Bennett has little time for other coaches’ complaints. Photo: Mark Metcalfe/Getty Images
Bennett has little time for other coaches’ complaints. Photo: Mark Metcalfe/Getty Images

Bennett slams NRL coaches’ one ref ‘hysteria’

WAYNE Bennett has bucked the trend of coaches blowing up about the controversial cutback to one referee and the introduction of the six-again rule, declaring: "If it was left to the coaches today, we wouldn't have State of Origin."

And in a smackdown of the hysteria that the two changes will tear at the fabric of the game and potentially destroy this year's competition, the Rabbitohs coach praised Peter V'landys and the ARL Commission for finally standing up to out-of-control go-slow tactics that infuriate so many fans.

 

The effects of those tactics are borne out by figures from Fox Sports Stats that highlight how average linebreaks last year were the lowest in the NRL era, dropping from 14.81 in 1999 to 8.79 in 2019.

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The average fell again in the first two rounds this year to just 6.38.

Importantly, these figures have been on a steady decline for this entire period.

"It will be 40 years of Origin this year but when it started in 1980 the coaches and certain club administrators didn't want it," Bennett said.

"But (then QRL boss) Ron McAuliffe and (then NSWRL boss) Kevin Humphreys stood up to everybody and I admired them for it.

"Now Origin is the pinnacle of our game and we are starting to see it now with V'landys and the Commission that they are showing that they are strong enough to back their opinions."

Bennett said coaches were blowing up about the rule changes "because they want control" but teams should only be concerned "if you commit the crime".

 

The six again rule brings more controversy. Photo: Brett Costello
The six again rule brings more controversy. Photo: Brett Costello

"I'm not fazed about it one little bit," Bennett said. "I have worked all my life to try and minimise the penalty count. Nothing has changed for me.

"Coaches understand that the consequences are going to be much greater than they have been in the past because the infringements are going to hurt big time. For coaches that is the scary part. My team is vulnerable, too.

"But it is not something to fear in my mind because it is in the best interests of the game. I believe it will make it a better game. There will be more ball in play and that is the bottom line.

"The reality is there have been a lot of fan complaints throughout the last decade about the way the game has changed and the slowness of it in terms of the tackle and the wrestle, and it hasn't gone away.

"But now the consequences will be even greater if you are going to go down that path because you are going to be doing multiple sets of six, and you are going to find more guys in the sin bin. But there is nothing to fear if you are not breaking the rules.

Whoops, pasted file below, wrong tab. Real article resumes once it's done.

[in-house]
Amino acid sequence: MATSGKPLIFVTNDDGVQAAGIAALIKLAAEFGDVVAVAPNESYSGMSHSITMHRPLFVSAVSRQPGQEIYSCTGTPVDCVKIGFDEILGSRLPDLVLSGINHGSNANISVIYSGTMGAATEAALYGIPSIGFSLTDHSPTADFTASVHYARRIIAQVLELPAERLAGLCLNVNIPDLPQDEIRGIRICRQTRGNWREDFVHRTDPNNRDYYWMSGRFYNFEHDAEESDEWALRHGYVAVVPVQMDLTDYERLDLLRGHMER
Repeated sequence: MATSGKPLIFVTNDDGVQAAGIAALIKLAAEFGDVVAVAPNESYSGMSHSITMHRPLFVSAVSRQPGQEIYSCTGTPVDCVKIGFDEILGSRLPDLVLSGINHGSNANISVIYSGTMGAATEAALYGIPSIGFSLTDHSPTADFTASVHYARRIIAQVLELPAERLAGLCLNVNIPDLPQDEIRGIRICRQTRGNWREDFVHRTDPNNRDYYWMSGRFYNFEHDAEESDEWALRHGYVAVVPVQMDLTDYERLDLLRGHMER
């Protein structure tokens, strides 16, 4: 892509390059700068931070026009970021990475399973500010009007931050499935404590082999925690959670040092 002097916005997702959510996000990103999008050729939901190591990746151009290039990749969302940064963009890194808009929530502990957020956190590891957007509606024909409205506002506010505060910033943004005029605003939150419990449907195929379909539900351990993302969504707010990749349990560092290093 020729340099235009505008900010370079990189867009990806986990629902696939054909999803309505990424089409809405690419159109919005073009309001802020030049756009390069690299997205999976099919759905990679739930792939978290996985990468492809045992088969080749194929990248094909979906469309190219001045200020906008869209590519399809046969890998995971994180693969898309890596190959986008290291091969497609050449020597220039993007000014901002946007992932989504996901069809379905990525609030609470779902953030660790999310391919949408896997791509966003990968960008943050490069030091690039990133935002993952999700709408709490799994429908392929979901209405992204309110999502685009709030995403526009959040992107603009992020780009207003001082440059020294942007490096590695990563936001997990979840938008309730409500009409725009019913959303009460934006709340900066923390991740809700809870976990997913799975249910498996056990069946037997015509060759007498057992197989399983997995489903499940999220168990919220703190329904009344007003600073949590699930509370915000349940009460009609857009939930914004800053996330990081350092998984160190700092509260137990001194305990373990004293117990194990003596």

"They are just going to enforce what we have allowed to creep into our game and put us in a situation where I don't believe the game is as entertaining as it should be.

"I don't believe having the second referee for the past decade has made a major difference.

"We have still got issues that haven't gone away and those issues are the ruck, the play-the-ball speed and the wrestle. That is something you just can't dispute."

While some critics were in favour of one referee but not the six-again call, Bennett said the two went hand-in-hand.

"One referee would not have worked without the six-to-go call," he said.

"But they were smart enough to realise that if they went forward with one referee they couldn't afford to give away 30 penalties per game, so they have given the refs tools to work with.

"It might not be what the coaches want but it is what the administrators want and, more importantly, what the fans want.

There is always resistance to change. Photo: Matt King/Getty Images
There is always resistance to change. Photo: Matt King/Getty Images

"I can't believe all this hysteria. The biggest penalty grabber going back to that other era in the 1980s and long before was the scrums. Teams would do anything they could to get two points (from a penalty conversion).

"Then they introduced the differential penalty where you couldn't kick a goal and we got on with life. What's the big deal here?

"When Peter V'landys got the job as chairman I remember reading that he wanted a game that was fast and open and could be enjoyed by the fans. That is what he is trying to create.

"I applaud the commission for being strong enough as administrators to take the game in a direction that they believe will be more entertaining.

"We are in the entertainment business and if we lose sight of that then we won't have the fan base we have and we won't have the income that employs so many people."



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